The episcopal insignia is the ring, the crozier, the mitre and the breast cross. It is they who distinguish the prelates. These insignias have an ancient origin and are a sign of the authority of the wearer. In the Church, its spiritual significance is supplemented, especially in liturgical ceremonies.
The Vatican’s precious treasure has countless stories behind it in addition to the actual astounding value of the jewels.
In the case of the bishop’s ring: it is a symbol of spiritual union with the Church, representing its loyalty and engagement to the Holy Institution. It is worn on the ring finger of the right hand.
The Pope’s ring is called the “Fisher Ring“, alluding St. Peter to the apostle and his work as a fisherman. Some argue the importance of the Pope’s role as “fisherman” of the faithful. The Fischer ring shows the picture of St. Peter fishing in a boat, framed by the name of the current “Holy Father” in Latin script.
The earliest mention of the ring dates back to a letter from Clement IV in 1265, the ring was used to seal the Pope’s private correspondence. When the pontiff dies, the ring is destroyed with a silver club so that it is not abused.
It was Benedict XVI who decided to reintroduce the tradition of the official use of the Fishermen’s Ring. Claudio Franchi was commissioned in 2005 for the ring of Pope Benedicto XVI. The design for the ring was inspired by a painting by Michelangelo. More than 200 drawings were required for the final concept. The elliptical shape represents the square in front of St. Peter’s Basilica. The ring is made of 35 grams of pure gold. Eight goldsmiths worked on it for two weeks.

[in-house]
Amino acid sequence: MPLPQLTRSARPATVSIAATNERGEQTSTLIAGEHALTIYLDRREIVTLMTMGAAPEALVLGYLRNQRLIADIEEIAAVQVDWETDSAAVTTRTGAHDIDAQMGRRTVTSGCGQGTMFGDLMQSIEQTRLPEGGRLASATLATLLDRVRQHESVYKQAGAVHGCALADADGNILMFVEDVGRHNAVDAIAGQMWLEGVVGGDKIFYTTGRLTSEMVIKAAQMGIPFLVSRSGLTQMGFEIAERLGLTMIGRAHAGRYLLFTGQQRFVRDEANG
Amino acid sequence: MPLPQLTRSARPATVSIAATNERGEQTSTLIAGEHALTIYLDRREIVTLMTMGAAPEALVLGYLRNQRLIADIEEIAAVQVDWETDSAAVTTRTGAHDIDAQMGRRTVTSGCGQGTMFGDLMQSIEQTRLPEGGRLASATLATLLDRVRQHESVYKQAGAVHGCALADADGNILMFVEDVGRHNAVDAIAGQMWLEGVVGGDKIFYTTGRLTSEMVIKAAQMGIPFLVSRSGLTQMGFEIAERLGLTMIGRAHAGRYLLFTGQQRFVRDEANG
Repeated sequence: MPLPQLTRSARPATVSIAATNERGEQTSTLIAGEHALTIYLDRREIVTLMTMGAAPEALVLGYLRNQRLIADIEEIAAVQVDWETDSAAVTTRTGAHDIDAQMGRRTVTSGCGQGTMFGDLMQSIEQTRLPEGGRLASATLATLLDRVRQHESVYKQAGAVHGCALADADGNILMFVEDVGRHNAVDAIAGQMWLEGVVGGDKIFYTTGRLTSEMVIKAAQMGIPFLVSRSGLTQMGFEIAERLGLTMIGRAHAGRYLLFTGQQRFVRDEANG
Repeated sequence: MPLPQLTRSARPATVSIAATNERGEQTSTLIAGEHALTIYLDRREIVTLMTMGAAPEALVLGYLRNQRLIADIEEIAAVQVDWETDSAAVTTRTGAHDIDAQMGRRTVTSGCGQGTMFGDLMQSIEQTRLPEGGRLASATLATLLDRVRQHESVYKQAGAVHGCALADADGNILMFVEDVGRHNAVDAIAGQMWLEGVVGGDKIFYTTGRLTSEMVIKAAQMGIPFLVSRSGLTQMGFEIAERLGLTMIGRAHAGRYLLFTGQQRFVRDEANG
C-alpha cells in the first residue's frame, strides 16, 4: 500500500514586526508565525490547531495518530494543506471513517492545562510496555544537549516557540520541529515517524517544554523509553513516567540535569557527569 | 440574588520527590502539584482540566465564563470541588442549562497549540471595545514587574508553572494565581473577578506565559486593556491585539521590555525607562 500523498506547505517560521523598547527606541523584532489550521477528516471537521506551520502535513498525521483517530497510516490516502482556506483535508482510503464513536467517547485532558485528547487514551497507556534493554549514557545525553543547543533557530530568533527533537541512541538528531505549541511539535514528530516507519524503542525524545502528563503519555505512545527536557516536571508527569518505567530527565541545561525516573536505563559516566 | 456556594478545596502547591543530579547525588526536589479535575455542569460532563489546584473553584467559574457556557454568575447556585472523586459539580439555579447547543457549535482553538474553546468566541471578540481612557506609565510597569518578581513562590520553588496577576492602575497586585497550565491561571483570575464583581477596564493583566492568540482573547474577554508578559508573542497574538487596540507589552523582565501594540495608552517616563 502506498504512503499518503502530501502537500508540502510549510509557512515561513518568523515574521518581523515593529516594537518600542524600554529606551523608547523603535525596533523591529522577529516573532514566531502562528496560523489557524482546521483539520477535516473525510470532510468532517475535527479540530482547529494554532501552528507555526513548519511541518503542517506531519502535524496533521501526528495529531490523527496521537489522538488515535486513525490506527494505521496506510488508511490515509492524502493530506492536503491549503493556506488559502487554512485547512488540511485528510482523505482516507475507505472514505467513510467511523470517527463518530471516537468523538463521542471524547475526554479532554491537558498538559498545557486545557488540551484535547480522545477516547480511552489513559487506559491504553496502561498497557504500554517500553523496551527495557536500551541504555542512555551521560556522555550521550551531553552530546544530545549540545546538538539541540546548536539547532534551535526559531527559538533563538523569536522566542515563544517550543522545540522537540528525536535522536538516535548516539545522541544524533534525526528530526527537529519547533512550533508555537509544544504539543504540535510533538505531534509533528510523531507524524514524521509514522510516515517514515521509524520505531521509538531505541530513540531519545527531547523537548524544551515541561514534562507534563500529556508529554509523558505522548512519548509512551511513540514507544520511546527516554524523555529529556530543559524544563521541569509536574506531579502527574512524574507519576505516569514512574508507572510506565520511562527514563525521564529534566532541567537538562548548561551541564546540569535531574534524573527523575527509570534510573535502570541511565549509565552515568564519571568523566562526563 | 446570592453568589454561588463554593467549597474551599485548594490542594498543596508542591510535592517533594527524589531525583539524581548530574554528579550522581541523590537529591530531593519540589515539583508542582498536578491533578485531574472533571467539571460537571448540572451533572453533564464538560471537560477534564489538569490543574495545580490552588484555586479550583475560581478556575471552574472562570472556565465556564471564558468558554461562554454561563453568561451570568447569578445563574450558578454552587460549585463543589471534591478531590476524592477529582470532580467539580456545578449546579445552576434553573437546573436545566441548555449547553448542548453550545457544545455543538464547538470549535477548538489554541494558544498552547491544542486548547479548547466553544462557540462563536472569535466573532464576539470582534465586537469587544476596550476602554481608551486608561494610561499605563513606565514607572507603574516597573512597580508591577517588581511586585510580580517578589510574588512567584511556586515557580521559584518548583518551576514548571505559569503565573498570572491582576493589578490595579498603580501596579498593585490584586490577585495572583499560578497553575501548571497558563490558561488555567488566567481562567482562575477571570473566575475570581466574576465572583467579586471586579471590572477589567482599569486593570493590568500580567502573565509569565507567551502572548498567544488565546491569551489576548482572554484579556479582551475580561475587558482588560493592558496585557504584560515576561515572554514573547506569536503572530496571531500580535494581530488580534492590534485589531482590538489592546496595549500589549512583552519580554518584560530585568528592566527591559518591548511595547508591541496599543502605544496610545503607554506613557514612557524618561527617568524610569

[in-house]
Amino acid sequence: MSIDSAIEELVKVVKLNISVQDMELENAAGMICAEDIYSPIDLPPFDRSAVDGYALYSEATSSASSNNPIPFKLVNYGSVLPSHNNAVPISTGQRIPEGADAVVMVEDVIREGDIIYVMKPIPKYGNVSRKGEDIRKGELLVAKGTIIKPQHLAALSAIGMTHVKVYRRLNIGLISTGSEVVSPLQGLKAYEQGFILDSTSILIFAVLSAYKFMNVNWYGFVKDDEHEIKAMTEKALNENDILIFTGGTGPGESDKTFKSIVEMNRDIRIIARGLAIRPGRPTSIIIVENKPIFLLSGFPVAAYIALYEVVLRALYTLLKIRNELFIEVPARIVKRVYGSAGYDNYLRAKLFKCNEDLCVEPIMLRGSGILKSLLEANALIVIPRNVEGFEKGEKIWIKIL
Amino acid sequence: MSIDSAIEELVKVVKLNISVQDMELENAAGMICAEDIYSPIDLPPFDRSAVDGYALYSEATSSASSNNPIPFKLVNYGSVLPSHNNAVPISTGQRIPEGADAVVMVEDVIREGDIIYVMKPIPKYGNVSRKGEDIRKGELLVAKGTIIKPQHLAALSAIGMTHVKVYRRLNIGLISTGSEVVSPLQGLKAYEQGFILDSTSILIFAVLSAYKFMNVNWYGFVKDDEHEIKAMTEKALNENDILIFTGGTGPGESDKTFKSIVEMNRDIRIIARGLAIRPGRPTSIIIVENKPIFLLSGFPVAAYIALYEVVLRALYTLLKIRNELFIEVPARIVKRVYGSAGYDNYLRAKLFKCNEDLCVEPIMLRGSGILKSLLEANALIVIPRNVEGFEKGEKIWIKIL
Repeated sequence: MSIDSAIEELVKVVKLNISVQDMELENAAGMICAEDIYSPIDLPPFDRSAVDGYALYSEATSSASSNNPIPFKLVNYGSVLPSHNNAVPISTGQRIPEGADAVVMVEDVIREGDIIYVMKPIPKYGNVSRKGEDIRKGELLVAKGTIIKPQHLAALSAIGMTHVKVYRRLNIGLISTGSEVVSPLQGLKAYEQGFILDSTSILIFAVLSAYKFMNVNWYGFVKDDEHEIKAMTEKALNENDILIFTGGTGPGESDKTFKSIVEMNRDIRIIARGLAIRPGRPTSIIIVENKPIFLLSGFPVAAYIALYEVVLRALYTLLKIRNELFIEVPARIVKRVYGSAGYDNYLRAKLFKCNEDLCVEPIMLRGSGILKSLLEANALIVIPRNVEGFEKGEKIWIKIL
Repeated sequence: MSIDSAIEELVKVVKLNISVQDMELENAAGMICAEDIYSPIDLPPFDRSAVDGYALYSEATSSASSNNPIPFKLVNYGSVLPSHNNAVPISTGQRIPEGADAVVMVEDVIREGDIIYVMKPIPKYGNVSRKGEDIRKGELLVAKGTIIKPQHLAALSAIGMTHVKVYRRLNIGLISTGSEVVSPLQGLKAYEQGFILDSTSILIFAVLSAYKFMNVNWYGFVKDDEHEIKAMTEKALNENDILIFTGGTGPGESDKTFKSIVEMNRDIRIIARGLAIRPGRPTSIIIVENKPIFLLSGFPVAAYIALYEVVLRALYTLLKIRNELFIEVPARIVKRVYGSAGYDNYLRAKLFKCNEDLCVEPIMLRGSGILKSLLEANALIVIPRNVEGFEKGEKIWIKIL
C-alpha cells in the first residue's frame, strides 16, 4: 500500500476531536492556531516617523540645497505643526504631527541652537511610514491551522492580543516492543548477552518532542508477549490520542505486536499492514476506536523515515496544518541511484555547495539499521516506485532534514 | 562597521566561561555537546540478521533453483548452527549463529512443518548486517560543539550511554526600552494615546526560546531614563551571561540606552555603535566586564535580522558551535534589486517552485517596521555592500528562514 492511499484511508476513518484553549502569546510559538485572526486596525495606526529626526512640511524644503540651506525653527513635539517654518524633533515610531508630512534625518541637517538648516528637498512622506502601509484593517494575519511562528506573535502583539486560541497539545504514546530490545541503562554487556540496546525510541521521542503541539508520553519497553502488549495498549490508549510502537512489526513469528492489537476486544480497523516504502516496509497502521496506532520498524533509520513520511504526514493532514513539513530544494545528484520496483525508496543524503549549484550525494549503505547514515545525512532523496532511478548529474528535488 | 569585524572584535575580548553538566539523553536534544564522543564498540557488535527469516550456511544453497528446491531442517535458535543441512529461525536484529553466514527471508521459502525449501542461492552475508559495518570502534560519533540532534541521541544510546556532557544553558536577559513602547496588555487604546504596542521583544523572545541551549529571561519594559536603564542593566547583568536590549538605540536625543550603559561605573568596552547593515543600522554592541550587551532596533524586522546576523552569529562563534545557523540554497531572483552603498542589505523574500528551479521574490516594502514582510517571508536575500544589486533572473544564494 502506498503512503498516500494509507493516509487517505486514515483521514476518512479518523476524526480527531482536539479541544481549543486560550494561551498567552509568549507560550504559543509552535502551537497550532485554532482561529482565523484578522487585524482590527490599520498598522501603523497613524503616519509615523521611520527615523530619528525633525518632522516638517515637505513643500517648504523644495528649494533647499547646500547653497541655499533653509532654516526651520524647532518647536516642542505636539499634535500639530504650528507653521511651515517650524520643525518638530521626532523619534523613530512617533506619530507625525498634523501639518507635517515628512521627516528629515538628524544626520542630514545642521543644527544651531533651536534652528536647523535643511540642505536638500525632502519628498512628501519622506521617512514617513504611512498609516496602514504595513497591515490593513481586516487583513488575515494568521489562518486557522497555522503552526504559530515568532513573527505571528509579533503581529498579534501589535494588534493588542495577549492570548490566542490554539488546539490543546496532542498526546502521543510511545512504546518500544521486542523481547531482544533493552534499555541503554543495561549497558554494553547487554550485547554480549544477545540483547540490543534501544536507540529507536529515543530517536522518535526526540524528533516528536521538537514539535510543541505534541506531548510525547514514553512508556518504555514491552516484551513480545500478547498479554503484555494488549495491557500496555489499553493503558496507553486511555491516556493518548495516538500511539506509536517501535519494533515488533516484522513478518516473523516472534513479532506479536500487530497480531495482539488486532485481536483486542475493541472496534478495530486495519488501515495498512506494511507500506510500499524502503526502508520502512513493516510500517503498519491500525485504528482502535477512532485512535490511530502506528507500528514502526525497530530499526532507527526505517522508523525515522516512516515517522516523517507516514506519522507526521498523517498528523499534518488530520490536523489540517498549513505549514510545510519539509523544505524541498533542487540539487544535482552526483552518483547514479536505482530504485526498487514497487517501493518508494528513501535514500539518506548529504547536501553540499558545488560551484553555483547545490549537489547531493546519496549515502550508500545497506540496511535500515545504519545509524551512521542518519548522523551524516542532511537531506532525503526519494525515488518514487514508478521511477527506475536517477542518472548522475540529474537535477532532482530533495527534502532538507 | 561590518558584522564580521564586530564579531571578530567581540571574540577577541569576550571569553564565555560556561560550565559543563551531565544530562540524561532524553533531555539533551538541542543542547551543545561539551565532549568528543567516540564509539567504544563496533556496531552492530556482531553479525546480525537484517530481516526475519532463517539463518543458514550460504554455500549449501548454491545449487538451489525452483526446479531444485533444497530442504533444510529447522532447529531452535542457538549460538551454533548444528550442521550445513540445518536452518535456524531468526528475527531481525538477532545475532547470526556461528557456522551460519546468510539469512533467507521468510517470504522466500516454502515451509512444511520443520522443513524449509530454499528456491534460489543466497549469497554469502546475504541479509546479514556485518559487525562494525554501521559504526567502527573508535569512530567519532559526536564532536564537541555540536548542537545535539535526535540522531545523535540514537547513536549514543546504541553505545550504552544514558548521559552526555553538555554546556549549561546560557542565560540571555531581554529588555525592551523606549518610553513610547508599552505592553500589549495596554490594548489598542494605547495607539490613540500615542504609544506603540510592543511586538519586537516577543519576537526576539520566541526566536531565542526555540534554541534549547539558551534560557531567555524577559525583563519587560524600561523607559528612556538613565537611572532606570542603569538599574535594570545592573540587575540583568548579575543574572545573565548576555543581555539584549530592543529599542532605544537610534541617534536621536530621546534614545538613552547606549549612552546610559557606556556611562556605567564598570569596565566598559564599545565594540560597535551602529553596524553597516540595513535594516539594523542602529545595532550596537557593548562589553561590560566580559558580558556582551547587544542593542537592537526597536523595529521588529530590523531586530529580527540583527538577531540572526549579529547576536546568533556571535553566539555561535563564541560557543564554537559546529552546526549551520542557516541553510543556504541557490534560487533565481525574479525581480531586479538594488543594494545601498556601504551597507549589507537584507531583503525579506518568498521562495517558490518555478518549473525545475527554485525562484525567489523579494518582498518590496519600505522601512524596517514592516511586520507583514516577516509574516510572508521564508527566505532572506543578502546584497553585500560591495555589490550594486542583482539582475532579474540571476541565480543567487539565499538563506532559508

When Benedict XVI resigned, something very unusual happened. Because the Pope had not died, the ring was in fact not destroyed, but a “biffatura”, that is, the “ring was annulled with a cross”. A cross was cut into the ring.
Pope Francis did not want a “fisherman’s ring” made of gold. He ordered a silver ring from “Bodega Barcelonesa Capdevilla”. A workshop in Barcelona that has specialized in religious ornaments since 1905.
Of course, the spiritual value of episcopal jewellery is immense, but its economic value is no less.
Pope Paul VI donated two important jewels to raise money for charity: the breast cross and his diamond platinum ring. This happened during a visit to the United Nations in 1965. He wanted the objects to be sold in auctions and the proceeds to be used to alleviate human suffering. Both objects were purchased in 1967 for US$ 64,000 by the jeweller Harry Levinson from Chicago.
The breast cross was already worn by the first Christians in the 13th century. The breast cross of Paul VI was made of 750 gold and set with 12 diamonds that were between 3 and 8.66 ct as well as Colombian emeralds. The fate of this jewel is interesting. It ended on eBay. The fact that a jewel of so much spiritual value lands on and is sold on an Internet platform is something that should make us all think.
The sacred jewels are currently owned by M.S. Rau Antiques in New Orleans and are being offered for US$ 1.9 million.
“These two pieces are not only historically significant, they are also extraordinary because of the fact that the papal jewellery rarely comes on the market,” said Bill Rau, owner of M.S. Rau Antiques New Orleans.
And that was the last news about the jewels so far. Stay tuned!